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8 Upper

Triomphe d'Arc

By Tom Scocca | Posted 6/20/2001

Now that the Los Angeles Lakers have secured their third consecutive NBA championship, it's time to . . . what? This was only their second? Well, regardless, the third is in the bag. Shaquille O'Neal and Kobe Bryant both said so at the victory parade. Nobody is beating these Lakers. I quote the Associated Press, direct from the celebration: "Magic Johnson, a member of the Showtime Lakers, called the current lineup 'quite probably the greatest team that's ever played.'"

Well, opinions are opinions. If Magic Johnson wants to say Bryant is a better player than he was, then he's wrong, but it's his own reputation that he's cheapening. If he wants to say O'Neal is better than Kareem Abdul-Jabbar, then he's weighing in on a classic unanswerable then-vs.-now debate. I think Jabbar, in his prime, would have completely baffled O'Neal with his skills in the pivot. But if O'Neal were allowed to elbow Jabbar in the larynx, then who knows?

It's the next step down the ladder where the real troubles begin. If I were James Worthy, for instance, I would be in a taxi on my way to Magic's house to beat his ass. James Worthy! Hall of Fame finalist, lifetime .521 shooter, Finals MVP--and third-best player on the Showtime Lakers. Who on these turn-of-the-millennium Lakers would James Worthy rank behind? Rick Fox? Derek Fisher? Who is the third-best player on the reigning champions? Is there one?

Right now, around the league, there are a dozen point guards who are better than Fisher. Easily. There are a dozen power forwards better than Horace Grant. There are two dozen small forwards better than Rick Fox. You could put eight or nine guys from the Lakers on the Vancouver Grizzlies, and the Grizzlies would still finish last.

This is testimony, of course, to the abilities of Bryant and O'Neal. Especially O'Neal. The Big [insert nickname] effectively settled the Finals when he threw a little tantrum after fouling out of his battle with Dikembe Mutombo in Game 3. "I'm allowed to pivot," he ranted. "I'm allowed to play strong. I'm allowed to be powerful. That's what I've been doing my whole career. I'm not going to change that now." True enough--O'Neal has been knocking people over his whole career. And the refs took the message to heart. Early in Game 4, O'Neal popped Mutombo in the mouth and powered to the basket with nary a whistle to be heard, and everything was back to normal.

But it is also testimony to the ruthless coaching ability of Phil Jackson. Jackson has made a point of only taking jobs where he has superstars to work with. It's easy to make fun of him for it, but those star players--Michael Jordan included--were established playoff losers when Jackson got to town. What he did with the Lakers and the Bulls was elevate the performance of the scrubeenies.

When I remember the Bulls winning their first championship, I don't picture Jordan floating to the basket; I picture him feeding John Paxson over and over in the fourth quarter of the deciding game, hitting Paxson in perfect rhythm for one long jumper after another, so automatic it felt as if Jordan were banking the ball off his backcourt mate into the basket. All Paxson had to do was catch and shoot.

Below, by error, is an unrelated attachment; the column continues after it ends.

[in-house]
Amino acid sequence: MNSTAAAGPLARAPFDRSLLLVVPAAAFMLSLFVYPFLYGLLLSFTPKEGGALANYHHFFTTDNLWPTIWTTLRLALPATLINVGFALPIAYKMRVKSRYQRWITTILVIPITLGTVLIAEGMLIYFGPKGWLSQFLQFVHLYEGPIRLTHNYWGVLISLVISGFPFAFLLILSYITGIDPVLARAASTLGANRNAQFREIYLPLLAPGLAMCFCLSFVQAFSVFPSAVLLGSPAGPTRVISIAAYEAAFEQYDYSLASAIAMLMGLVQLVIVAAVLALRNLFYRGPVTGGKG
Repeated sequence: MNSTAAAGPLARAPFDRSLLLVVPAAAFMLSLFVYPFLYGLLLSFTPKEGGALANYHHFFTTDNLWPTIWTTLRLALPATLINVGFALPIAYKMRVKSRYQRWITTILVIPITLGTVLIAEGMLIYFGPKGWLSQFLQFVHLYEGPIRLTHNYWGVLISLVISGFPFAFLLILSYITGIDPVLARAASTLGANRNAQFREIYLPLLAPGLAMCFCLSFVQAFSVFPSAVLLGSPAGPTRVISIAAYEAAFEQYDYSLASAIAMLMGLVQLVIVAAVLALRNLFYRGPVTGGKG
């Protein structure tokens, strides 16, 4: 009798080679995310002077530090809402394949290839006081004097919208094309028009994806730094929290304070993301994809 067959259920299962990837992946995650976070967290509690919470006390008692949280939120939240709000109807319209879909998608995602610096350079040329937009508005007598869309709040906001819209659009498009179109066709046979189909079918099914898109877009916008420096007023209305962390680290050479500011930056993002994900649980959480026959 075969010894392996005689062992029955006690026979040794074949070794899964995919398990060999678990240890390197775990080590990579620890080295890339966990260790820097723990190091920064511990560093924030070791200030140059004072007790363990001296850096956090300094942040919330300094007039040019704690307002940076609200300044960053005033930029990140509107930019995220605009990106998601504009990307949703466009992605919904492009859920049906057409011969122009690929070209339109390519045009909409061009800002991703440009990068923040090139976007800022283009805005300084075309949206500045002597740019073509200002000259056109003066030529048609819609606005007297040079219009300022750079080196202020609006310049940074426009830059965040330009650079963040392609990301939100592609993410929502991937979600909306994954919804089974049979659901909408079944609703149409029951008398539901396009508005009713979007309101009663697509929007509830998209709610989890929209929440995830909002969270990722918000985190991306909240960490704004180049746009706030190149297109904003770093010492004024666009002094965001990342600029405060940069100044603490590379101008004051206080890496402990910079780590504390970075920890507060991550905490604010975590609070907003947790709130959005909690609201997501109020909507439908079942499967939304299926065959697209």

The Paxson Principle has been refined down through the years through an unbroken procession of scrub-ass scrubs: B.J. Armstrong, Jud Buechler, Steve Kerr, Brian Shaw, Tyronn Lue. Get guys who can hit three-point shots, get them open, and let the talented guys kick them the ball.

This is a perversion of basketball, quite as much as the Hack-a-Shaq or the Greco-Roman style of Pat Riley's Knicks. The Lakers did not beat the 76ers because Bryant outplayed Iverson--he didn't--or even because O'Neal was free to knock Mutombo around. They beat the Sixers because every time Philly got close, there was Fisher or Shaw or Fox knocking down an open three. Inside the arc in the final game, the Sixers outshot the Lakers 44 to 37 percent. But the Lakers were 12-for-17 from outside it, on the heels of a 10-for-19 spree the previous game.

There is nothing illegal about winning this way. The three-pointer is in the rule book, and the Sixers were as free to use it as the Lakers. If Aaron McKie hadn't been playing on a broken ankle, Philadelphia might even have been able to do some perimeter damage itself--or at least to guard the Lakers' outside shooters. But he was; they weren't; they didn't. The Lakers are the champions.

Still: Derek Fisher? The Lakers' spot-up shooters may be effective, but they're as uninteresting as designated hitters or hockey goons. Seeing an NBA game decided by the three-pointer has started to feel like seeing a soccer game decided on penalty kicks.

For every thrilling finish the long shot creates, it snuffs another one out. This year was the 25th anniversary of the Celtics-Suns triple-overtime Finals epic--a seesaw game played without benefit of the downtown stripe. The pressure in that game was ceaseless. Absent the three, neither team could shake the other; the biggest, bravest shots only bought them two points.

Contrast that with Derek Fisher, and the triumph of applied mediocrity. And things will only get worse. With the league legalizing zone defense next year, stars will get triple- and quadruple-teamed. The long-range specialists will get more and better looks than ever. The good news for O'Neal is that this puts him in a great position to win that third title. The bad news is, he might not be in the highlight film.

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